AbstractThe ‘standard model’ of electricity reform has been refined in many countries but not extended to others. Government is supplanting the role of regulation. Revised calculations suggest that the benefits of UK electricity privatisation were higher than previously estimated and more widely shared with consumers. Other calculations suggest that generation market power in the US is less than previously estimated by Lerner index calculations. Unduly tight price controls explain why there has been less customer switching in some residential electricity markets. There has been significant development of fixed price contracts in Nordic markets, posing questions for regulation in the absence of retail competition. There are alternatives to regulation of network monopolies. In Australia regulated interconnectors have been less economic than merchant interconnectors. In Argentina arrangements for users to determine transmission expansions have worked well. In Florida negotiated settlements have secured a better deal for customers than regulation.
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Bibliographic InfoPaper provided by Faculty of Economics, University of Cambridge in its series Cambridge Working Papers in Economics with number 0616.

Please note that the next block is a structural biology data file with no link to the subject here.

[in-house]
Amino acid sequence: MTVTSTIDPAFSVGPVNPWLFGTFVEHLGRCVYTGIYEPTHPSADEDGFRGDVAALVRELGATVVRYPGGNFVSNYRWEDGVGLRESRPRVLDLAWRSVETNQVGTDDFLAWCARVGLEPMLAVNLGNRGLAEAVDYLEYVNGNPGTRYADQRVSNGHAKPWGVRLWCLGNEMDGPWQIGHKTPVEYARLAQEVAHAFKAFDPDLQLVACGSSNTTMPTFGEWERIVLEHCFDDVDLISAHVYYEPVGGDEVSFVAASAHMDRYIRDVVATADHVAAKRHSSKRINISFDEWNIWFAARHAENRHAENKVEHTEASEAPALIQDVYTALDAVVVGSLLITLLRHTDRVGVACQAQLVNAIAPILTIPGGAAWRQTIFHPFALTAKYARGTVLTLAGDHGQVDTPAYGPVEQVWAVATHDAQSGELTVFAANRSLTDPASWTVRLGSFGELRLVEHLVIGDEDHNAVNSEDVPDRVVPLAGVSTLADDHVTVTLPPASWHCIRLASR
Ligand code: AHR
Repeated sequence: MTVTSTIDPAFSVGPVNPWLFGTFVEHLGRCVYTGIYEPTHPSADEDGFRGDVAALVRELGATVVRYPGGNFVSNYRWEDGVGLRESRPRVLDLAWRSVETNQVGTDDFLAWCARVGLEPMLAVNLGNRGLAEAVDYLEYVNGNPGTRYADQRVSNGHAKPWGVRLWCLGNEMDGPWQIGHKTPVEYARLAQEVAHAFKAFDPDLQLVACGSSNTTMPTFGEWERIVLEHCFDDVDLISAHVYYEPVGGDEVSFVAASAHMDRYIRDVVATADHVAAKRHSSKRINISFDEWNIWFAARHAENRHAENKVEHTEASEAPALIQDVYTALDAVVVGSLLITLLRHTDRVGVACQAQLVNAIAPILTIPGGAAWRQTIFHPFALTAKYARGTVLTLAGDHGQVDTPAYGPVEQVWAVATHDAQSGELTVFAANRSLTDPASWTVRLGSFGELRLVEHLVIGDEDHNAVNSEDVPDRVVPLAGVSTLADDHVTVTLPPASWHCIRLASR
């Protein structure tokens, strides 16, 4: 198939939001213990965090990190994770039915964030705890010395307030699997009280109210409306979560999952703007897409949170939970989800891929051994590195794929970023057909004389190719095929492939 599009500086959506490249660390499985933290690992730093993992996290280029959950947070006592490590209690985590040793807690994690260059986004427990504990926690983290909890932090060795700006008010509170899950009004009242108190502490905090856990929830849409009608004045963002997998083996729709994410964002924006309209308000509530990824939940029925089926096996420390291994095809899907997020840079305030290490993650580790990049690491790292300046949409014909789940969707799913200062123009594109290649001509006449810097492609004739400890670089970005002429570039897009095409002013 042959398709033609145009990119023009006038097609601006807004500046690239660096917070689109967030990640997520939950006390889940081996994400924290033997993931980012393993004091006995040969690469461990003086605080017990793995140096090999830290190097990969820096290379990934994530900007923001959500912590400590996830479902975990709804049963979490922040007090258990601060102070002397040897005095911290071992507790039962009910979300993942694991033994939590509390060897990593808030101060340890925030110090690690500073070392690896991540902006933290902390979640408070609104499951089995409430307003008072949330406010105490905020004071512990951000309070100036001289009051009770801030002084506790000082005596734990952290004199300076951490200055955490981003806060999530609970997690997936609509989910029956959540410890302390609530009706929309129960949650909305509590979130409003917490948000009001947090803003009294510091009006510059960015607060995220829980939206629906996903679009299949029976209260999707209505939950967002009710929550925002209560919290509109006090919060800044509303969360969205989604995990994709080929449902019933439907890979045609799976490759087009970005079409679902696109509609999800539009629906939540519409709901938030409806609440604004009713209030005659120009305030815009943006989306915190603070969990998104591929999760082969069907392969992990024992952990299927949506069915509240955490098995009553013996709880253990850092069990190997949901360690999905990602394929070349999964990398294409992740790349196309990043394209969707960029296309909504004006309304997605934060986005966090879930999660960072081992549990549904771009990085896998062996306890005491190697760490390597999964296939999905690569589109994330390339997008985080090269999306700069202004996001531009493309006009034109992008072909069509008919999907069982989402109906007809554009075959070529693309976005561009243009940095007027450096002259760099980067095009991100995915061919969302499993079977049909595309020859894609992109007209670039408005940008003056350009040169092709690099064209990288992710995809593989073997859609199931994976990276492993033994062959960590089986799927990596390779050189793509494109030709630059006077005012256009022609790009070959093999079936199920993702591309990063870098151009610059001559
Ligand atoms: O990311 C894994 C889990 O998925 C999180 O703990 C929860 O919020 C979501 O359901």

Date of creation: Feb 2006
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: regulation; competition; electricity; transmission;
Find related papers by JEL classification:
- L94 - Industrial Organization - - Industry Studies: Transportation and Utilities - - - Electric Utilities
- L51 - Industrial Organization - - Regulation and Industrial Policy - - - Economics of Regulation
This paper has been announced in the following NEP Reports:
- NEP-ALL-2006-02-19 (All new papers)
- NEP-COM-2006-02-19 (Industrial Competition)
- NEP-ENE-2006-02-19 (Energy Economics)
- NEP-IND-2006-02-19 (Industrial Organization)
- NEP-MIC-2006-02-19 (Microeconomics)
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- Dierk Bauknecht, 2011. "Incentive Regulation and Network Innovations," RSCAS Working Papers 2011/02, European University Institute.
- Perez, Yannick & Ramos Real, Francisco Javier, 2008. "How to make a European integrated market in small and isolated electricity systems? The case of the Canary Islands," Energy Policy, Elsevier, vol. 36(11), pages 4159-4167, November.
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